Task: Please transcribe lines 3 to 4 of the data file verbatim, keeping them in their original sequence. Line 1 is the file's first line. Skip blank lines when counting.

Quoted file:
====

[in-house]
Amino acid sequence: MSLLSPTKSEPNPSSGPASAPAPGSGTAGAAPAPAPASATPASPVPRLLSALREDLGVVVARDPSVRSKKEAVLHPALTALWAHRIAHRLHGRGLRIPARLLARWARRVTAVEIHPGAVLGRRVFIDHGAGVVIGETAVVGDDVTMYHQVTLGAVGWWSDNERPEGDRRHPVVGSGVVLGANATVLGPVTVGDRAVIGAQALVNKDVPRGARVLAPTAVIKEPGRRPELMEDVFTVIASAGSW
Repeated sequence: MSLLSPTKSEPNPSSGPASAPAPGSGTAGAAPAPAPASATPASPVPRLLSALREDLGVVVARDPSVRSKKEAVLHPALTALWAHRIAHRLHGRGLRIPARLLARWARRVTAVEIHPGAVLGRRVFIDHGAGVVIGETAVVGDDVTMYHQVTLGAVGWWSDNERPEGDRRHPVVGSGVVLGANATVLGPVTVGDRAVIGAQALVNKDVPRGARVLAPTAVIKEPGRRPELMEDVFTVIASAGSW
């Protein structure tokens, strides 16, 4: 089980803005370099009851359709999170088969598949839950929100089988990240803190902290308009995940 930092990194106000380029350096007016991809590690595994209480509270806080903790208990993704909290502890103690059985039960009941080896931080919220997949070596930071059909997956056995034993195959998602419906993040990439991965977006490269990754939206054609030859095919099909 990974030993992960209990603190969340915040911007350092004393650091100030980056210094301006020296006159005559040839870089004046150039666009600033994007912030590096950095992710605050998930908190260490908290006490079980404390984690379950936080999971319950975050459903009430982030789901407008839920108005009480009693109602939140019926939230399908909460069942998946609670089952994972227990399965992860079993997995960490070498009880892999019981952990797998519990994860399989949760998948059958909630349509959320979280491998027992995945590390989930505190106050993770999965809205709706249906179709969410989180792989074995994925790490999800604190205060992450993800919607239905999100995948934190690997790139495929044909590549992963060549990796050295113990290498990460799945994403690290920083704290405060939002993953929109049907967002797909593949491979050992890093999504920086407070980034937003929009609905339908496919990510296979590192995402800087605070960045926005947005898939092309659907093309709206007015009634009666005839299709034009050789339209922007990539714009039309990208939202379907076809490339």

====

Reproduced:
Repeated sequence: MSLLSPTKSEPNPSSGPASAPAPGSGTAGAAPAPAPASATPASPVPRLLSALREDLGVVVARDPSVRSKKEAVLHPALTALWAHRIAHRLHGRGLRIPARLLARWARRVTAVEIHPGAVLGRRVFIDHGAGVVIGETAVVGDDVTMYHQVTLGAVGWWSDNERPEGDRRHPVVGSGVVLGANATVLGPVTVGDRAVIGAQALVNKDVPRGARVLAPTAVIKEPGRRPELMEDVFTVIASAGSW
């Protein structure tokens, strides 16, 4: 089980803005370099009851359709999170088969598949839950929100089988990240803190902290308009995940 930092990194106000380029350096007016991809590690595994209480509270806080903790208990993704909290502890103690059985039960009941080896931080919220997949070596930071059909997956056995034993195959998602419906993040990439991965977006490269990754939206054609030859095919099909 990974030993992960209990603190969340915040911007350092004393650091100030980056210094301006020296006159005559040839870089004046150039666009600033994007912030590096950095992710605050998930908190260490908290006490079980404390984690379950936080999971319950975050459903009430982030789901407008839920108005009480009693109602939140019926939230399908909460069942998946609670089952994972227990399965992860079993997995960490070498009880892999019981952990797998519990994860399989949760998948059958909630349509959320979280491998027992995945590390989930505190106050993770999965809205709706249906179709969410989180792989074995994925790490999800604190205060992450993800919607239905999100995948934190690997790139495929044909590549992963060549990796050295113990290498990460799945994403690290920083704290405060939002993953929109049907967002797909593949491979050992890093999504920086407070980034937003929009609905339908496919990510296979590192995402800087605070960045926005947005898939092309659907093309709206007015009634009666005839299709034009050789339209922007990539714009039309990208939202379907076809490339």